Connections Are Lost When Communication Is Difficult for Alzheimer’s Patients

As Alzheimer's progresses, conversations can lose the profundity they once had

Ray Burow avatar

by Ray Burow |

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Dementia affects communication, and as it progresses, sometimes into Alzheimer’s disease, it can eventually lead to a loss of the ability to communicate. This progression usually begins in the mid-stages of the disease.

Aphasia is the medical term for the loss of speech, comprehension, and more. Healthcare professionals and articles in medical journals tend to focus on how the loss affects patients, but its impact goes much further.

Family caregivers and friends also struggle

Something miraculous occurs between parents and their kids. There’s a level of connection that doesn’t exist with anyone else on the planet. That was the case for my mom and me.

I often find myself saddened as I write this column, and this is one of those times, as I remember how communication between my mother and me dissipated. Thankfully, she didn’t completely lose the ability to communicate with her children and grandkids, but our interactions weren’t the same as they were before dementia and Alzheimer’s.

Like most families of loved ones with dementia, we knew, or thought we knew, what to expect, but it’s impossible to grasp until it becomes a part of your reality. It’s odd how it all comes about, too. You’re fooled into thinking you’re connecting until it’s apparent that you aren’t.

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My conversations with Mom would click along nicely, and as in the old times, I enjoyed the connection. She was the same old Mom I’d confided in since I was a little girl. Then, suddenly, something was a bit off, and I was dragged back into reality. The aphasia I could comprehend, but in those moments, Mom wasn’t at a loss for words. She wasn’t confused by the words coming out of my mouth, but her response was basic. We no longer communicated at the same level.

Longing to connect

Recently, a childhood friend confided in me about her father, who has dementia. Her dad, like my mother, was vibrant and involved with his kids before the disease. He was full of fun, a former sailor who carried the same stature into his old age. He was, and still is, well respected. My friend is dealing with the sadness that accompanies loss. Her father is still with her, but conversations have waned, or at best have become one-sided. Connecting with her father is the longing of her heart.

Simply knowing that dementia affects communication isn’t enough to prepare those of us who love our parents, spouses, children, friends, and other loved ones with the disease. Communication and connection aren’t the same, although one leads to the other.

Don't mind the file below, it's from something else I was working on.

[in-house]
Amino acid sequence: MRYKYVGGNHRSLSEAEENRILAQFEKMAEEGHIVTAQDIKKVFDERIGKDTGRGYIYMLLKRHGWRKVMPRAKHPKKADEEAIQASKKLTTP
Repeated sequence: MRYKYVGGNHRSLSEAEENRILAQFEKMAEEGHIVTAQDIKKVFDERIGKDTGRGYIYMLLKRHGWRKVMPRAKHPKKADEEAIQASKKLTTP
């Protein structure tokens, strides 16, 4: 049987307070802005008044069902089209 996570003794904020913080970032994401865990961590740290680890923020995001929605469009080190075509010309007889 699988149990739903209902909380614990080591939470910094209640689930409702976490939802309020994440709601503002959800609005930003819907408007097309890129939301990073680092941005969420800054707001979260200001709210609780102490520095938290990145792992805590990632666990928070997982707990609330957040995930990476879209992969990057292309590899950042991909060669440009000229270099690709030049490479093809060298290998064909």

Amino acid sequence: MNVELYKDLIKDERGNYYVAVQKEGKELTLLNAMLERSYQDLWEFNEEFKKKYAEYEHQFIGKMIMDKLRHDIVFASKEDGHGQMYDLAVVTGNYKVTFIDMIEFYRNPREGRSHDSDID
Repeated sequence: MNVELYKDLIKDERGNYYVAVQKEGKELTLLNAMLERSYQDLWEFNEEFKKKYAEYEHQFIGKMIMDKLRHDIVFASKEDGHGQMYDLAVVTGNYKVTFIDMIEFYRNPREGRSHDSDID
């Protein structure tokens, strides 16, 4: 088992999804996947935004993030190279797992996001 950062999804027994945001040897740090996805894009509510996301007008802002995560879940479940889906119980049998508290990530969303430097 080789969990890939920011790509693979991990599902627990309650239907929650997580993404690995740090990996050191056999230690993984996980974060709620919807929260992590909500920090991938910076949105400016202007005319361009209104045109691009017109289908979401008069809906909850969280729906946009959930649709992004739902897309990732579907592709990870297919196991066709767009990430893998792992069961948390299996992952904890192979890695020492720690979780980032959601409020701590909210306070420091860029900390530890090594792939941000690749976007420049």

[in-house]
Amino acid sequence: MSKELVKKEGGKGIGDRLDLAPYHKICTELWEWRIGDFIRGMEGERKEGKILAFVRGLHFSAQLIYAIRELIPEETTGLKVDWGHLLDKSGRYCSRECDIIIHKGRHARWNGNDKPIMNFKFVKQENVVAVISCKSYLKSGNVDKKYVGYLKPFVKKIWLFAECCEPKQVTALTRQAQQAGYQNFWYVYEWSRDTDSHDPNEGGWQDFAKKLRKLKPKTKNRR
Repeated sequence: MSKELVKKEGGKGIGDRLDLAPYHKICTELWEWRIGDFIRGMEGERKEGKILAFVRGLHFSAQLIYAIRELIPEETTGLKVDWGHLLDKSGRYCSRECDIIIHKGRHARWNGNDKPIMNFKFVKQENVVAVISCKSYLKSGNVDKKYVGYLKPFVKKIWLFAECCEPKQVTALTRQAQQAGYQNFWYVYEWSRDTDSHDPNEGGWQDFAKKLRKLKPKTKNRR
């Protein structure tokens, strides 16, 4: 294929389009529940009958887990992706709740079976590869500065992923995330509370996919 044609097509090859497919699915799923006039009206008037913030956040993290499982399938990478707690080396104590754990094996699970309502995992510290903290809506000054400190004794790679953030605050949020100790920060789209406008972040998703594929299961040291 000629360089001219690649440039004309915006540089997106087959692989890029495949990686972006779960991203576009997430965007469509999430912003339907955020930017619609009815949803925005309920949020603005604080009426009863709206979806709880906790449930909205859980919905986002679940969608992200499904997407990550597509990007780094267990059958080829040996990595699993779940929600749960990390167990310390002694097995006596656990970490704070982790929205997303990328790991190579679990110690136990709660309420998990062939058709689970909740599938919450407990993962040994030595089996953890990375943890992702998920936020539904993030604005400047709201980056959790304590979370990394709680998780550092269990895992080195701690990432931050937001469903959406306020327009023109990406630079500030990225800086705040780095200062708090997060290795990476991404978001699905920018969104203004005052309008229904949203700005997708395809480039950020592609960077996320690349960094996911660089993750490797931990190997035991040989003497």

There was more than a thread of connection between my mother and me, but my emotions and feelings ran deeper than my mother could respond to. We could only connect at a basic and shallow level.

If you find yourself in a similar situation with a loved one, try not to concentrate on all that is lost. Hold on to the thread of connection that’s still present. If it’s so slim that you can’t find it, remember the depth with which you once enjoyed each other and connect with that.

Note: Alzheimer’s News Today is strictly a news and information website about the disease. It does not provide medical advice, diagnosis, or treatment. This content is not intended to be a substitute for professional medical advice, diagnosis, or treatment. Always seek the advice of your physician or other qualified health provider with any questions you may have regarding a medical condition. Never disregard professional medical advice or delay in seeking it because of something you have read on this website. The opinions expressed in this column are not those of Alzheimer’s News Today or its parent company, BioNews, and are intended to spark discussion about issues pertaining to Alzheimer’s disease.


Linda Monroe avatar

Linda Monroe

Sharing your personal experience is uniquely helpful. We need to be forewarned and as prepared to adapt as possible.

Ray Burow avatar

Ray Burow

Hi Linda,

Thank you for reading the column and for commenting. If there's any kindness attached to Alzheimer's disease, it is that symptoms aren't unfurled all at once. I hope my experience with my mother's disease will is helpful to readers. " It would please her immensely. May God bless you in your journey.

Susan avatar


“Basic” is not necessarily “shallow”. I sit and hold my mother’s hand and may exchange smiles and kisses, and not need either one of us to verbalize our feelings, and still feel connected to her in a deep and loving way. Long quiet hand-holding without any pressure for anything else can be comforting for both parties. I know it is different for everyone, and neither one of us were ever big talkers; and it is possible I am getting more out of this than she is.

Ray Burow avatar

Ray Burow


Thank you for reading the column and also for taking the time to share your experience. I agree with you. "Basic" and "shallow" perhaps weren't the best choice of words. It makes me happy to hear how you continue to connect with your mother, and I wouldn't worry that you may be "getting more out of it than she is." I am sure your mother finds comfort with your hand in hers. May God bless you both.

Andrew. Milone. DDS avatar

Andrew. Milone. DDS

Thanks for helping me further understand that I'm not alone Beautifully written. Best regards

Ray Burow avatar

Ray Burow

Hello Andrew,

Thank you for the kind words and especially for reading the column. You're indeed not alone. May God bless you.


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